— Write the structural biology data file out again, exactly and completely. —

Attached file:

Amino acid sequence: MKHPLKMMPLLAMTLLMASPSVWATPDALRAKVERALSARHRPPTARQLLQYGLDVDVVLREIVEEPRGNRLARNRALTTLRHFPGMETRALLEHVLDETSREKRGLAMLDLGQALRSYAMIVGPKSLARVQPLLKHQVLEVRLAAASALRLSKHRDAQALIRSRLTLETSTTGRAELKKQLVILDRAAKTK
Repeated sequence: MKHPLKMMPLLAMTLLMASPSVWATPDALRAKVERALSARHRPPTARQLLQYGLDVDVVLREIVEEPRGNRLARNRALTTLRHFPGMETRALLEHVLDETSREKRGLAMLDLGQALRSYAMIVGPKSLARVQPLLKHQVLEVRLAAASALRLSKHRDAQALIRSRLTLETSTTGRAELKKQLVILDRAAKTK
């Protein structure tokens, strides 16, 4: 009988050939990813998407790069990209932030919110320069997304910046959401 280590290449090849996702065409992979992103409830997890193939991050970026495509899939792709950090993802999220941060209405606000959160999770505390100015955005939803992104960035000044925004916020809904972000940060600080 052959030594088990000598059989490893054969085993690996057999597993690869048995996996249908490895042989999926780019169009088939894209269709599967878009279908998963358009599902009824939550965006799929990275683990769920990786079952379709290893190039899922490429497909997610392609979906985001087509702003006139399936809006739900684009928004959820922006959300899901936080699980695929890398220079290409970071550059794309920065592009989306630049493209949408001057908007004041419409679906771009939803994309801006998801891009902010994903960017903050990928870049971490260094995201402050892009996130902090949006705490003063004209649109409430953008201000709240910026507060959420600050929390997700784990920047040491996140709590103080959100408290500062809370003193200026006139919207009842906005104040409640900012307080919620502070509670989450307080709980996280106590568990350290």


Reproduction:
Amino acid sequence: MKHPLKMMPLLAMTLLMASPSVWATPDALRAKVERALSARHRPPTARQLLQYGLDVDVVLREIVEEPRGNRLARNRALTTLRHFPGMETRALLEHVLDETSREKRGLAMLDLGQALRSYAMIVGPKSLARVQPLLKHQVLEVRLAAASALRLSKHRDAQALIRSRLTLETSTTGRAELKKQLVILDRAAKTK
Repeated sequence: MKHPLKMMPLLAMTLLMASPSVWATPDALRAKVERALSARHRPPTARQLLQYGLDVDVVLREIVEEPRGNRLARNRALTTLRHFPGMETRALLEHVLDETSREKRGLAMLDLGQALRSYAMIVGPKSLARVQPLLKHQVLEVRLAAASALRLSKHRDAQALIRSRLTLETSTTGRAELKKQLVILDRAAKTK
């Protein structure tokens, strides 16, 4: 009988050939990813998407790069990209932030919110320069997304910046959401 280590290449090849996702065409992979992103409830997890193939991050970026495509899939792709950090993802999220941060209405606000959160999770505390100015955005939803992104960035000044925004916020809904972000940060600080 052959030594088990000598059989490893054969085993690996057999597993690869048995996996249908490895042989999926780019169009088939894209269709599967878009279908998963358009599902009824939550965006799929990275683990769920990786079952379709290893190039899922490429497909997610392609979906985001087509702003006139399936809006739900684009928004959820922006959300899901936080699980695929890398220079290409970071550059794309920065592009989306630049493209949408001057908007004041419409679906771009939803994309801006998801891009902010994903960017903050990928870049971490260094995201402050892009996130902090949006705490003063004209649109409430953008201000709240910026507060959420600050929390997700784990920047040491996140709590103080959100408290500062809370003193200026006139919207009842906005104040409640900012307080919620502070509670989450307080709980996280106590568990350290």